Better Deals on Loans?
The Turnbull Coalition Government on the other hand is ensuring Australians can get better deals on their loans by introducing legislation to enact Mandatory Comprehensive Credit Reporting.
This is game changer for both consumers and lenders. It will boost lending competition and provide Australian households and small businesses with better access to finance. That is the hope, until we see the evidence.
Mandatory Comprehensive Credit Reporting will ensure lenders have access to a deeper, richer set of data, encouraging new entrants and small lenders, including innovative FinTech firms, to compete for small business and retail customers with “positive” credit histories. I hope they will not anymore discount newbies or experience.
FinTech has had a lot of attention, particularly in the media, but consumers that use FinTech are still few. Another worrisome trend is as soon some FinTech show promise, that banks are keen to take them over, even buy them out and take them off the market. Free market actions that are unfortunately legal but not in the spirit of this legislation at all.
One of the crucial aspects will be that not just negative data about consumers will be exchanged but also positive data that will give a fairer picture for credit assessment. For example, not just defaults, but also late payments and successful repayment will be able to give a more balanced picture. How this will play out is yet to be seen.
Comprehensive credit reporting is not a new principle in Australia’s regulatory framework. Lenders have had the ability to share comprehensive credit information on a voluntary basis since 2014 but have in many cases failed to do so. The major banks have failed to join and provide the critical mass necessary to attract other credit providers into the system.
The National Consumer Credit Protection Amendment (Mandatory Comprehensive Credit Reporting) Bill 2018 resolves this problem by requiring the four major banks to supply 50% of their comprehensive credit reporting data to credit reporting bodies by 1 July 2018, increasing to 100% a year later.
The Government does not propose to extend the mandate beyond the major banks at this point in time, as once the major banks begin supplying information, strong commercial incentives will encourage other lenders to participate, so the theory goes.
The major banks and credit bureaux are well-placed to meet the timeframes and requirements set out in this Government Bill, which align closely to the existing industry standards, the Principle of Reciprocity and Data Exchange (PRDE).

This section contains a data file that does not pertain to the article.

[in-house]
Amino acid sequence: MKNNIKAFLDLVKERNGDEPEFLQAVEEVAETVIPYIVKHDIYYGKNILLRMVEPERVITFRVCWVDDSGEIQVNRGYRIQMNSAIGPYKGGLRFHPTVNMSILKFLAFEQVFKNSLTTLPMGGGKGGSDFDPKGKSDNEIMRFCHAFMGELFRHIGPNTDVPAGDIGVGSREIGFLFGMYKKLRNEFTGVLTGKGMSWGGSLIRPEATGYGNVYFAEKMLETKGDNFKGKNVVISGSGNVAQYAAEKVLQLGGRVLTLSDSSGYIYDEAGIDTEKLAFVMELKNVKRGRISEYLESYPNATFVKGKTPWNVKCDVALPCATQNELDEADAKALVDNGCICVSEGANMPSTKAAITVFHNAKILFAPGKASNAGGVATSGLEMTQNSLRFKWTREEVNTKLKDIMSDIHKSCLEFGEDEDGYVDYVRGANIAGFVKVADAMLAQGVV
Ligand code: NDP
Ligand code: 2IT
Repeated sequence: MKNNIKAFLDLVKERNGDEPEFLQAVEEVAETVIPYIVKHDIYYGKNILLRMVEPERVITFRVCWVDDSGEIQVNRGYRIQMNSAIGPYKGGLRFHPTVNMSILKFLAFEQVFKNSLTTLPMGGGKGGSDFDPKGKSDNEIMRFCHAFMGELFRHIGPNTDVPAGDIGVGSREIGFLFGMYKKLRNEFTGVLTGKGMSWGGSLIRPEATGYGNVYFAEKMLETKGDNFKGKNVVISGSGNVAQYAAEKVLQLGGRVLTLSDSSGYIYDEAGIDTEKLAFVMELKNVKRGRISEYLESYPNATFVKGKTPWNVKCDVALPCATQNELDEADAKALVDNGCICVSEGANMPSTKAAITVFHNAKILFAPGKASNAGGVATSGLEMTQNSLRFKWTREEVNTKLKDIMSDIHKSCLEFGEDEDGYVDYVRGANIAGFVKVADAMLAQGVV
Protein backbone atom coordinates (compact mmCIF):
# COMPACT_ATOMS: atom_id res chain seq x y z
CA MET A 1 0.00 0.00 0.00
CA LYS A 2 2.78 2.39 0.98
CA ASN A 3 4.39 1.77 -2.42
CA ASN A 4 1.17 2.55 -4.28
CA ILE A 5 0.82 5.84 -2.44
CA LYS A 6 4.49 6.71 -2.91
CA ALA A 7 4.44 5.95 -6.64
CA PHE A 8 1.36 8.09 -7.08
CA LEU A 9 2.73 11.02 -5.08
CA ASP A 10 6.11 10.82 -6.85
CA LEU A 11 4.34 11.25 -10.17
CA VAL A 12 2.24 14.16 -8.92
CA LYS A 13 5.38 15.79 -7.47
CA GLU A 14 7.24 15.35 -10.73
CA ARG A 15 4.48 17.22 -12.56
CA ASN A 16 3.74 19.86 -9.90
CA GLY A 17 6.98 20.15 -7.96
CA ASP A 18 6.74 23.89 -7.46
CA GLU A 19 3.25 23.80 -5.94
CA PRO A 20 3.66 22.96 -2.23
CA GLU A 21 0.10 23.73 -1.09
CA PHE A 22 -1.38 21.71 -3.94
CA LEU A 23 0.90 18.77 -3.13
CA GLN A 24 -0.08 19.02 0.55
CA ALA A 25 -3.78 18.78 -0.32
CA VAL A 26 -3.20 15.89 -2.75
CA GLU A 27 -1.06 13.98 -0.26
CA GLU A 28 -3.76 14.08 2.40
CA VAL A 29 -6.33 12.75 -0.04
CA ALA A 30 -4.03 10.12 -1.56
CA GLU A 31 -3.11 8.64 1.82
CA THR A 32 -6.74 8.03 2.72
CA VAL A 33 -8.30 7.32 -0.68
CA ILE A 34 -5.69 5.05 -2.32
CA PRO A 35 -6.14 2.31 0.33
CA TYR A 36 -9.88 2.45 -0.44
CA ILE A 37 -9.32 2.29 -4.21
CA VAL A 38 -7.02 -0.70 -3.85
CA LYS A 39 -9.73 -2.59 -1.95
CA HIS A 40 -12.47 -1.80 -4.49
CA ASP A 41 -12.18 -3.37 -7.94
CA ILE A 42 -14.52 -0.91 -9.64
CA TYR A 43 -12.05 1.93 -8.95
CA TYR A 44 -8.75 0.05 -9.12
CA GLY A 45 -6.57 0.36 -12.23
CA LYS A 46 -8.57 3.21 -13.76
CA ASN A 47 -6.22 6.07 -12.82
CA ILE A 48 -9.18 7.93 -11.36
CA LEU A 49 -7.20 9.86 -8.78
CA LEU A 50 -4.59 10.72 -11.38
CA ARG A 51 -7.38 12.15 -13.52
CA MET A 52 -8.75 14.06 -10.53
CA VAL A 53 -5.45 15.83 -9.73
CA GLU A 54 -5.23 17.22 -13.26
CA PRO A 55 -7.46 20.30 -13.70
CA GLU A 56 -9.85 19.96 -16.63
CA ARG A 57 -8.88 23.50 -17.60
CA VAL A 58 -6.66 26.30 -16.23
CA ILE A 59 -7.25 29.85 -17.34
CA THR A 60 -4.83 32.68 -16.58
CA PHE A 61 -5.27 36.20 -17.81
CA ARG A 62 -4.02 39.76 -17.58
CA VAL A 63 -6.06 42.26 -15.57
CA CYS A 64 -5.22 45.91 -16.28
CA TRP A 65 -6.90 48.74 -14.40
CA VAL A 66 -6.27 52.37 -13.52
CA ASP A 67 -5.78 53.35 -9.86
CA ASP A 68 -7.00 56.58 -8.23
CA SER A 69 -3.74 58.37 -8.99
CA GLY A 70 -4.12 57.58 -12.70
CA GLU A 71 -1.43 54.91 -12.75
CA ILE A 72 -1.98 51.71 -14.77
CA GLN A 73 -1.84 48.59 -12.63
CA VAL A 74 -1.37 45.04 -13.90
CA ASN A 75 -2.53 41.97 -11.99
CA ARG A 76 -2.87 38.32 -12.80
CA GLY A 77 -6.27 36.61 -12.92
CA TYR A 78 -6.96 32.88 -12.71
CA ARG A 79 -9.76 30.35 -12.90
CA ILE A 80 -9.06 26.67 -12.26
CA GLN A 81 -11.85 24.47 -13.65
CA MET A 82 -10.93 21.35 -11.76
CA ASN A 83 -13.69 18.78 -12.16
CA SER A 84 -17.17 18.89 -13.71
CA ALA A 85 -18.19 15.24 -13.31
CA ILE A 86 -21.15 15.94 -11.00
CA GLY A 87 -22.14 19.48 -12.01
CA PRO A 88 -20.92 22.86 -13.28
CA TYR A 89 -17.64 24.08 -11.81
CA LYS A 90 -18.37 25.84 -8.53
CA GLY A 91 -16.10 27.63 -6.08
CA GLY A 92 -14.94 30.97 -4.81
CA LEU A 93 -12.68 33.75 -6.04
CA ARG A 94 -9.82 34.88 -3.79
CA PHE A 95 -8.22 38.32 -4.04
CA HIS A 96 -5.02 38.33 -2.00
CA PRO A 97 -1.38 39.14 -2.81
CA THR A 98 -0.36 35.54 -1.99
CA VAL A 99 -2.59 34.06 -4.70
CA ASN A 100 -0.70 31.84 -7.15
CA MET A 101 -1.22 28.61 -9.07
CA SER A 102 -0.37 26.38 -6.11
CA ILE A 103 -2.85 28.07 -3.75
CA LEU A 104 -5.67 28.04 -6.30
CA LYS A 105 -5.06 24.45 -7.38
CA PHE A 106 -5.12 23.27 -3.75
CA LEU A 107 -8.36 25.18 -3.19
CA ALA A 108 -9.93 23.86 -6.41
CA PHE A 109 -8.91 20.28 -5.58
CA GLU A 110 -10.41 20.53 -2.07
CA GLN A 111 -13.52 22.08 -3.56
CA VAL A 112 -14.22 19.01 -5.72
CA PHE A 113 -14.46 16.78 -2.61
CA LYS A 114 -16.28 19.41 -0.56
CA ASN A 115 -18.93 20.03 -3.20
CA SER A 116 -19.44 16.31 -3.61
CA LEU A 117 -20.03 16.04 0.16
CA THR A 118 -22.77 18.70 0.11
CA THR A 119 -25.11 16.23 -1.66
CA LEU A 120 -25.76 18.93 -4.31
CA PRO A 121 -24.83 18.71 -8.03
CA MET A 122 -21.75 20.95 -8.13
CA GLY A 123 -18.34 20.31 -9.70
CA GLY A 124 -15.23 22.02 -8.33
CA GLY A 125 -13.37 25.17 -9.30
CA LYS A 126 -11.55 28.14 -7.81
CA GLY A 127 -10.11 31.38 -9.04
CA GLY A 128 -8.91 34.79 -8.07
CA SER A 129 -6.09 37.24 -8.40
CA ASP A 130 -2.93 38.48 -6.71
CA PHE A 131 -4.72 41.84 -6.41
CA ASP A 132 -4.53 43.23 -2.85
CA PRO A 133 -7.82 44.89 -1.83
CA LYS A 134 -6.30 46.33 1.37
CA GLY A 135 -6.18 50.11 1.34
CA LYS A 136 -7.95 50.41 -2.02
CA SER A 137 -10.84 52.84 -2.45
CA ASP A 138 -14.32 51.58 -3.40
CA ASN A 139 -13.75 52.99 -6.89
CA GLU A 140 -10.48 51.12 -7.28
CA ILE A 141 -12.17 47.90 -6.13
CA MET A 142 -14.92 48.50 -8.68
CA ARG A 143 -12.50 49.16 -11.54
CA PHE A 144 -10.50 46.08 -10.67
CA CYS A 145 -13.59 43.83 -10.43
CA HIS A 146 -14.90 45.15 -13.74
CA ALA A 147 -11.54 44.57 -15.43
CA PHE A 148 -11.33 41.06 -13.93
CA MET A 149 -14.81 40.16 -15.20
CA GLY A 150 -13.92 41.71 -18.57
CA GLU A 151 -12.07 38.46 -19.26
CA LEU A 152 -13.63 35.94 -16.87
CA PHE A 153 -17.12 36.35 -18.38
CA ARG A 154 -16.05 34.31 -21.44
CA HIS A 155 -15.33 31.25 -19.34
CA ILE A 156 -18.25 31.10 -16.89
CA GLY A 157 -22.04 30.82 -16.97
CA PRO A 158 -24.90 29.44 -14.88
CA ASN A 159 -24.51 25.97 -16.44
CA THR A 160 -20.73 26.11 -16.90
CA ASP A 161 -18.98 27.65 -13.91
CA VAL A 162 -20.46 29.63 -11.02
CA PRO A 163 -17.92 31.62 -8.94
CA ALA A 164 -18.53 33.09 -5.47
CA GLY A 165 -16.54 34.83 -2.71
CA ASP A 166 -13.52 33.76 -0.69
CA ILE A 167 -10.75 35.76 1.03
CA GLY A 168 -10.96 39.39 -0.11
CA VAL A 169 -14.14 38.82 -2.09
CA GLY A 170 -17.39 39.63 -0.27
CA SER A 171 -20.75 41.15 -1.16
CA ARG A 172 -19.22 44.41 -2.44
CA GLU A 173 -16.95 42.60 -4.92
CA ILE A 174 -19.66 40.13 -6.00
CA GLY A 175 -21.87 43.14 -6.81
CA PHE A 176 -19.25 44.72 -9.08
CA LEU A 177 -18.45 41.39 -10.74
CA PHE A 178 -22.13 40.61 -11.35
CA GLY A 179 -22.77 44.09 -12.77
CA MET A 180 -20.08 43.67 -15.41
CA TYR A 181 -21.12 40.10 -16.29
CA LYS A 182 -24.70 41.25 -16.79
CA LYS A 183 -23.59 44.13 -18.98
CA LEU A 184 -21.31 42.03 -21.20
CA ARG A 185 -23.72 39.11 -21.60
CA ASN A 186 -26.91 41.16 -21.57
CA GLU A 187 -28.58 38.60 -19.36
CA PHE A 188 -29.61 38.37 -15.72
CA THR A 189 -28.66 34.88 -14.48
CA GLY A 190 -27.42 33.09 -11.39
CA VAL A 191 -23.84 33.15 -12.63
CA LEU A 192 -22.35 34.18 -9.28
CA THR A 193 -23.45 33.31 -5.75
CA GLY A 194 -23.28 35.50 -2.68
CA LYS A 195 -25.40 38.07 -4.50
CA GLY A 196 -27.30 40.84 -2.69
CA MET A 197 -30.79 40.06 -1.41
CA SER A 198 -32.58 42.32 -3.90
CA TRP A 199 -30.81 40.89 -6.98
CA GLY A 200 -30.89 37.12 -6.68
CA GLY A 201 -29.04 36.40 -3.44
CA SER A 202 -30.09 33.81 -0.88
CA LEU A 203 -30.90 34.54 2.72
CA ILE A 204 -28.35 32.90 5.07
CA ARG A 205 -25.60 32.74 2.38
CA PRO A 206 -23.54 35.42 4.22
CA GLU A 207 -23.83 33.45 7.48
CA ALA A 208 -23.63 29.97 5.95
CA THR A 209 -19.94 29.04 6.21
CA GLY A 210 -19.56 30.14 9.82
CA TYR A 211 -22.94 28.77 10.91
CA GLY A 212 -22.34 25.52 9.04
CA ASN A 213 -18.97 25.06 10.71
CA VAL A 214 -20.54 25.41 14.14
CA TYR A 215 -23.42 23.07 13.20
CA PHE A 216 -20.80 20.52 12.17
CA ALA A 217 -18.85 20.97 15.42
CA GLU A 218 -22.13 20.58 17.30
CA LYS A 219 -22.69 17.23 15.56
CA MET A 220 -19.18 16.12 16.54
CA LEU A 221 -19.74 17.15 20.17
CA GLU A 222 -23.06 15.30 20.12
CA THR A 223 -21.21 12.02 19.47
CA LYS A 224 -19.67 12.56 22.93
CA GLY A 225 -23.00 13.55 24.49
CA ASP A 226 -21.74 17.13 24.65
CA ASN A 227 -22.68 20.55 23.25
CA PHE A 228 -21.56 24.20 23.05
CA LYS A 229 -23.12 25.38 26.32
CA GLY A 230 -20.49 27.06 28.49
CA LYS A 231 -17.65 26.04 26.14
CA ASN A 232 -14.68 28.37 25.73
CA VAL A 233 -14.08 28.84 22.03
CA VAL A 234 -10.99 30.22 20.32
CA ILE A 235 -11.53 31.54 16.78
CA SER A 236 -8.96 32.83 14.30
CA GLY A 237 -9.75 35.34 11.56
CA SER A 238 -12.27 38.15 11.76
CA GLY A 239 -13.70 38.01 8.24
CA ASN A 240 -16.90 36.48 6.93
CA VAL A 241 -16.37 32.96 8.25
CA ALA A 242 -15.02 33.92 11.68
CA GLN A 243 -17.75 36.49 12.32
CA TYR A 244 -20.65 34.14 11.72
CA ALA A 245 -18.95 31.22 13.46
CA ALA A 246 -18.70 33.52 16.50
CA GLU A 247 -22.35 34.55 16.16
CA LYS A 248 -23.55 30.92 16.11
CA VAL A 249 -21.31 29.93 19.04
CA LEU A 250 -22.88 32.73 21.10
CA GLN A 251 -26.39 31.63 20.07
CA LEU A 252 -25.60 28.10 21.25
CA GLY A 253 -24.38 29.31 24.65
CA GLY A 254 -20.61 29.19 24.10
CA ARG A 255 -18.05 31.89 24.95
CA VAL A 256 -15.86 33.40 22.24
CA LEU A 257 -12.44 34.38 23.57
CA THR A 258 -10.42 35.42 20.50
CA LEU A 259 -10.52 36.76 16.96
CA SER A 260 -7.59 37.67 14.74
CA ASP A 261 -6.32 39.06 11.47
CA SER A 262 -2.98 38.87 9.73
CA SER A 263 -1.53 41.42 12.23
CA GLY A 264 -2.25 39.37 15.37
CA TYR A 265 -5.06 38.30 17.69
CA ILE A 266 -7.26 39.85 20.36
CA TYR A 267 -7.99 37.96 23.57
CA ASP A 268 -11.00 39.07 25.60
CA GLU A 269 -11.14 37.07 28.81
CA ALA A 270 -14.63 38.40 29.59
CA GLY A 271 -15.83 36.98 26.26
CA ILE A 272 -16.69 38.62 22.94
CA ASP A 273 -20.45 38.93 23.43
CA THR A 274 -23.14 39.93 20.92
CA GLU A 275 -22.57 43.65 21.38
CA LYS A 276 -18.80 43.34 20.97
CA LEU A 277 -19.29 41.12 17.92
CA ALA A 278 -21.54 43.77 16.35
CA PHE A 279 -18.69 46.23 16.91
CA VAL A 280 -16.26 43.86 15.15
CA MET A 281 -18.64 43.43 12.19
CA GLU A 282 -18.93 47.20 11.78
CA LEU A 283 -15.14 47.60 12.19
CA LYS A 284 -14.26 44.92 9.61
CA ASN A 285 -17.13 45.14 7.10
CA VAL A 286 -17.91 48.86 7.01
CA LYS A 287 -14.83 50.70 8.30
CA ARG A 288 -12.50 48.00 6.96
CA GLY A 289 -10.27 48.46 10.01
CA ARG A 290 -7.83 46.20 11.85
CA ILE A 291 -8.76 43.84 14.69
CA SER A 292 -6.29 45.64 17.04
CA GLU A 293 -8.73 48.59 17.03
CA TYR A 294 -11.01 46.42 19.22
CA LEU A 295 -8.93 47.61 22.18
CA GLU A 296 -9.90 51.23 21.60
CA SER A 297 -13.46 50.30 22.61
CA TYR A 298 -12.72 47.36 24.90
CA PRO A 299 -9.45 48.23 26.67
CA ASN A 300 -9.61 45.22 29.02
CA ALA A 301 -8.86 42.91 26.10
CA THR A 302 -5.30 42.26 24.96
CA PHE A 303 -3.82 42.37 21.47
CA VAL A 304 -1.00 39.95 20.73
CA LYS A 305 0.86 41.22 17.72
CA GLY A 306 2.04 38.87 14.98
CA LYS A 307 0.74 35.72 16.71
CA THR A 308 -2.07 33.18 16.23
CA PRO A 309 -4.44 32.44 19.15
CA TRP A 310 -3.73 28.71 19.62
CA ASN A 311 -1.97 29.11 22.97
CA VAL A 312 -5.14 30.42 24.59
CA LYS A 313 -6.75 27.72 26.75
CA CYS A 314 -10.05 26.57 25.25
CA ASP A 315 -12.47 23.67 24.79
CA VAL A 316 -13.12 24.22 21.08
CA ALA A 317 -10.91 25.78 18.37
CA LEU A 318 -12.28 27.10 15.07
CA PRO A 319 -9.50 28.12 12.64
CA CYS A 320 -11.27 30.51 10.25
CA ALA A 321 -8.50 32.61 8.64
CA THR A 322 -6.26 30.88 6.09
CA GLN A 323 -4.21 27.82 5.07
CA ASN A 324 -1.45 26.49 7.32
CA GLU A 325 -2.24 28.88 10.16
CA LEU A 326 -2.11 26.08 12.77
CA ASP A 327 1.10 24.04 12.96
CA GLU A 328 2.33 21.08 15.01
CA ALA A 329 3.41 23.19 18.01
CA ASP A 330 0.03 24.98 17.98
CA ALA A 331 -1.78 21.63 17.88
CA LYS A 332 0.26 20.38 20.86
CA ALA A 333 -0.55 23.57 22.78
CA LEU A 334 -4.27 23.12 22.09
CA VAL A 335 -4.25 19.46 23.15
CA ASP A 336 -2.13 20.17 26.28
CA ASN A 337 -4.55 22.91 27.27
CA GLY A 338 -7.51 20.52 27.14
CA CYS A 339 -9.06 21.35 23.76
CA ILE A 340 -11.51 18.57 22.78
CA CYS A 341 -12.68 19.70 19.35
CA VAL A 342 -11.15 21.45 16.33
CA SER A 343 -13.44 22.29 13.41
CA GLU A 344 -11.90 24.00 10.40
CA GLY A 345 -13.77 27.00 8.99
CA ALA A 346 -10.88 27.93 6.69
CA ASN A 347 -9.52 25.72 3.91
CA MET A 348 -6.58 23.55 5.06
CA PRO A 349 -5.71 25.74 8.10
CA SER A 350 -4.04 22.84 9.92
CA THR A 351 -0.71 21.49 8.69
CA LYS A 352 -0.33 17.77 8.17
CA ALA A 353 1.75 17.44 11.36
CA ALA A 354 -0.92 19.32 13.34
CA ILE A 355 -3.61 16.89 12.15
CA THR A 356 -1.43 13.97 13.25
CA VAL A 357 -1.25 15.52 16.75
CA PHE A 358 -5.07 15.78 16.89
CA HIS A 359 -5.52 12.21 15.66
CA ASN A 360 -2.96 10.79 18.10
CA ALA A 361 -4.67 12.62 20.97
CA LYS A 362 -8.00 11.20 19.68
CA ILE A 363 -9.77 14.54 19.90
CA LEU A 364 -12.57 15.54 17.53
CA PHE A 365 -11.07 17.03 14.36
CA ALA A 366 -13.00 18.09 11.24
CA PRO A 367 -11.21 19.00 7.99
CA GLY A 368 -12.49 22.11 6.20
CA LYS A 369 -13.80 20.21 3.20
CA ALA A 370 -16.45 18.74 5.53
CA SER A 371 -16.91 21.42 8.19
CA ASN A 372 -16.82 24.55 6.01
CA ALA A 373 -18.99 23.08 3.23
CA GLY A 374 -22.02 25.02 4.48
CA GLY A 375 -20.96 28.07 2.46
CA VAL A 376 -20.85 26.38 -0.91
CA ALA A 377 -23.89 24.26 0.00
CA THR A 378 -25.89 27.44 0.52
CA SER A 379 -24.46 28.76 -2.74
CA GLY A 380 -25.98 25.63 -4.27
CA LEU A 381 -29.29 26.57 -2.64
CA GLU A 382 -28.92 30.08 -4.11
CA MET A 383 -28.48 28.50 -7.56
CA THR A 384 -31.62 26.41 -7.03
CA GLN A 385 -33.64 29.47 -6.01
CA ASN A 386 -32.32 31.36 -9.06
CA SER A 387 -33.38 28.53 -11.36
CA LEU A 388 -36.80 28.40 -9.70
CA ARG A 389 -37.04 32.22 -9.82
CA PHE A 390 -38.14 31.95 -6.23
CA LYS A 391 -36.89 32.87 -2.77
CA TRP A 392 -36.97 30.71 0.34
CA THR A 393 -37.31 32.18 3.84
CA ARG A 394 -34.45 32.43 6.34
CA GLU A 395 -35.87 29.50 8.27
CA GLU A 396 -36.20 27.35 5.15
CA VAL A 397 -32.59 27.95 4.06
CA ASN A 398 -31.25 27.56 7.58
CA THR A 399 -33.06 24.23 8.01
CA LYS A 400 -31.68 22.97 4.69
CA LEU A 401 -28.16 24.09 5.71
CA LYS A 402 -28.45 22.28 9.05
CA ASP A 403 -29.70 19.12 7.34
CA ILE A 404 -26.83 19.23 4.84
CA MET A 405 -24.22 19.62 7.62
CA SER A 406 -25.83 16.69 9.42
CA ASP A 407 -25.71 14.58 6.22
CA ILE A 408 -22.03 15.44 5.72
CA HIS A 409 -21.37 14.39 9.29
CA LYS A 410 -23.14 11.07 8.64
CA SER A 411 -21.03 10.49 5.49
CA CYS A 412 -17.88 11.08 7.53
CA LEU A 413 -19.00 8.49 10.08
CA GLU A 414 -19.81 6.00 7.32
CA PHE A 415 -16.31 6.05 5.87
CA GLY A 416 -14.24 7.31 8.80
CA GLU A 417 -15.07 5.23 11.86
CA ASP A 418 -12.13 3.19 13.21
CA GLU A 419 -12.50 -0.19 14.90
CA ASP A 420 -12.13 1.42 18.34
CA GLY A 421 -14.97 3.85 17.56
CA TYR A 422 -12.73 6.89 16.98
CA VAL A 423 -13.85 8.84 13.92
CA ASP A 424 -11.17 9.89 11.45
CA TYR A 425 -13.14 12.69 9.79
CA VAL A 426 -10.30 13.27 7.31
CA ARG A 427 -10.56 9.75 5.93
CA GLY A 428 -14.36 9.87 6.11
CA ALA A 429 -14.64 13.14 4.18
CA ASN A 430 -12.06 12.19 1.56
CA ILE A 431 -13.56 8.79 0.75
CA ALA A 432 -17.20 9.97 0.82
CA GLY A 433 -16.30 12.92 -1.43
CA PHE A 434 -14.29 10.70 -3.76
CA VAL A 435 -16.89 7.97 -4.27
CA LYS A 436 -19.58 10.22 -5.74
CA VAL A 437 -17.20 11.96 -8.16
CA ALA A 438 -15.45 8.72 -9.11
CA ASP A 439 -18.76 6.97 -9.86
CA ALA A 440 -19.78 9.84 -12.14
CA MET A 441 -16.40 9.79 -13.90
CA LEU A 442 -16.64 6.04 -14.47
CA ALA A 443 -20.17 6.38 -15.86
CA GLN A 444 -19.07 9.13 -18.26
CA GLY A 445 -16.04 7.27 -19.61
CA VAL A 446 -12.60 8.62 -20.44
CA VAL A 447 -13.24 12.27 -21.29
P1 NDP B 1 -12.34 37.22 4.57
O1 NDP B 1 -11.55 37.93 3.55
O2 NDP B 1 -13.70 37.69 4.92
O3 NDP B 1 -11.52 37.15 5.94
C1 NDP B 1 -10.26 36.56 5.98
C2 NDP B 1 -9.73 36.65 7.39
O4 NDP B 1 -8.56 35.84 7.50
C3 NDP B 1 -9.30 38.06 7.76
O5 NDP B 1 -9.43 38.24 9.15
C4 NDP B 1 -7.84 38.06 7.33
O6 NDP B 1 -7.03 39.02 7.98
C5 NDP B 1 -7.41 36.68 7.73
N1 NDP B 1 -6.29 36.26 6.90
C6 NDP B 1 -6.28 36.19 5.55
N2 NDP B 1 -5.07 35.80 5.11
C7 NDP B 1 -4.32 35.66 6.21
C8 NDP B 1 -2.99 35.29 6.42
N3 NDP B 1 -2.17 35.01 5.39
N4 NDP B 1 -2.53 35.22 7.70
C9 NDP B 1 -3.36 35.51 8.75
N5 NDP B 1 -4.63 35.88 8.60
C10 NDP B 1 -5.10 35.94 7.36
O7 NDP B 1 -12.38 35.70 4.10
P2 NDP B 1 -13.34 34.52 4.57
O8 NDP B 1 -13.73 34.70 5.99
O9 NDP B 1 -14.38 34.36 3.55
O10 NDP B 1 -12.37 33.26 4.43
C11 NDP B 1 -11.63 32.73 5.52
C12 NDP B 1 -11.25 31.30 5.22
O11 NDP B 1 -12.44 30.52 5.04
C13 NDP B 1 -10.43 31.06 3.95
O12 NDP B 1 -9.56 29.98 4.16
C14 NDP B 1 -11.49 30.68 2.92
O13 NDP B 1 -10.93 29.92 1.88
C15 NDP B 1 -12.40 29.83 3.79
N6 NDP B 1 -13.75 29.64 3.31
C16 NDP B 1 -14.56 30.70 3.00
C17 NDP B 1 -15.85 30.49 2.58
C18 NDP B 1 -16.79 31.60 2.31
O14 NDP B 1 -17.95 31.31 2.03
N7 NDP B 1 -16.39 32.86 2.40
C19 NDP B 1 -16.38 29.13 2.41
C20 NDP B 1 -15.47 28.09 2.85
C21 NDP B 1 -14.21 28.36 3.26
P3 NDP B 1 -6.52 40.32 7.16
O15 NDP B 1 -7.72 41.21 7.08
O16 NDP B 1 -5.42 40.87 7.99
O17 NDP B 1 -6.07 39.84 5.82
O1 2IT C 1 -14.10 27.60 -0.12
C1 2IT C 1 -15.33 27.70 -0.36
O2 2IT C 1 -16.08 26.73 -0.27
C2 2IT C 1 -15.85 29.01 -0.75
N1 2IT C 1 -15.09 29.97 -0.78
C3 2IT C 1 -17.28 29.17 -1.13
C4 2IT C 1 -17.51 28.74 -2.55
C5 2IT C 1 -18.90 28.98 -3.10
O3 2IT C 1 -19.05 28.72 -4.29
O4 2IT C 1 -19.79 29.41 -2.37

The Government acknowledges the efforts of industry in developing the PRDE and expects to give effect to restrictions on on-sharing set out in the PRDE through regulations that will be released for consultation in due course.
This Government Bill, aimed to become legislation, also strengthens the security arrangements around consumer data by placing new obligations on the major banks to be satisfied with the security arrangements of the credit reporting bodies prior to supplying data. Credit reporting bodies will also have a new obligation placed on them as to where consumer credit data can be stored.
The Government is aware of the differing views held by industry and consumer advocacy groups around the reporting of special payment arrangements. The Office of the Australian Information Commissioner has published guidance which provides certainty as to how these arrangements will be reported under existing laws.
Enter the AG!
The Attorney‑General (AG) will also be leading a comprehensive review of the operation of hardship arrangements under the Privacy Act. The review will respond to concerns raised by industry and consumer advocacy groups around how hardship arrangements are treated and will make recommendations on whether reforms are required.
The Attorney-General is expected to complete the review by late 2018. We can only hope the Federal Elections will be held after that.
We may well end up with a revisionist Labor Government that could want to re-examine the legislation in full. This would give the banks an excuse to stall its implementation.
Like so many things in Australia, process takes its time and toll. One aspect that worries many observers is that the big banks will consider smaller lending unprofitable, pullout and thus reduce competition which would likely increase the borrowing costs for smaller customers.
This outcome would also defeat the effectiveness of the legislation as it applies only to the big players.
It is also not assured that the Australian economy will be able to sustain growth should trade tensions or other geopolitical upheaval impact interest rates, exchange rates or money supply.
What is your take, will the Turnbull Coalition Government succeed in giving all Australians a chance of better deals on loans?
D. Don’t care?
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